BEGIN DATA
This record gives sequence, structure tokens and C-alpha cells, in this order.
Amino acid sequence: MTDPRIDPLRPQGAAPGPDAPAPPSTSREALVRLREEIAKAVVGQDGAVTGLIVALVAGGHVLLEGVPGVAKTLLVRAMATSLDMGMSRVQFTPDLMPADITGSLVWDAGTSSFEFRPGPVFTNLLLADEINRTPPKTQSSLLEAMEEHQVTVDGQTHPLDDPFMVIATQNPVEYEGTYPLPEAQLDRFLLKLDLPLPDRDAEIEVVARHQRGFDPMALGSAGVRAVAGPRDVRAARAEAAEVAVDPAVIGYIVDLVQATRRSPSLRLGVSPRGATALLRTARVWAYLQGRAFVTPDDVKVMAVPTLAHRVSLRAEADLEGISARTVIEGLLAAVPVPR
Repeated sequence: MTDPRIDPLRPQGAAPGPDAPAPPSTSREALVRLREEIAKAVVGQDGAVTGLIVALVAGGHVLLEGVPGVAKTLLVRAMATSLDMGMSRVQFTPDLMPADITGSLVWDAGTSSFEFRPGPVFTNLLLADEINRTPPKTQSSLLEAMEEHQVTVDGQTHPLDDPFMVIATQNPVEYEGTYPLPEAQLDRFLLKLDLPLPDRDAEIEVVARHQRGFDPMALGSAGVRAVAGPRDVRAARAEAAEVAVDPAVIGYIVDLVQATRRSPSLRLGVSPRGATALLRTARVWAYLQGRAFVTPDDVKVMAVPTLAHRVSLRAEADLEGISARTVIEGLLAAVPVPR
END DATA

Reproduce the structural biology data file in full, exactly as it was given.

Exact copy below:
This record gives sequence, structure tokens and C-alpha cells, in this order.
Amino acid sequence: MTDPRIDPLRPQGAAPGPDAPAPPSTSREALVRLREEIAKAVVGQDGAVTGLIVALVAGGHVLLEGVPGVAKTLLVRAMATSLDMGMSRVQFTPDLMPADITGSLVWDAGTSSFEFRPGPVFTNLLLADEINRTPPKTQSSLLEAMEEHQVTVDGQTHPLDDPFMVIATQNPVEYEGTYPLPEAQLDRFLLKLDLPLPDRDAEIEVVARHQRGFDPMALGSAGVRAVAGPRDVRAARAEAAEVAVDPAVIGYIVDLVQATRRSPSLRLGVSPRGATALLRTARVWAYLQGRAFVTPDDVKVMAVPTLAHRVSLRAEADLEGISARTVIEGLLAAVPVPR
Repeated sequence: MTDPRIDPLRPQGAAPGPDAPAPPSTSREALVRLREEIAKAVVGQDGAVTGLIVALVAGGHVLLEGVPGVAKTLLVRAMATSLDMGMSRVQFTPDLMPADITGSLVWDAGTSSFEFRPGPVFTNLLLADEINRTPPKTQSSLLEAMEEHQVTVDGQTHPLDDPFMVIATQNPVEYEGTYPLPEAQLDRFLLKLDLPLPDRDAEIEVVARHQRGFDPMALGSAGVRAVAGPRDVRAARAEAAEVAVDPAVIGYIVDLVQATRRSPSLRLGVSPRGATALLRTARVWAYLQGRAFVTPDDVKVMAVPTLAHRVSLRAEADLEGISARTVIEGLLAAVPVPR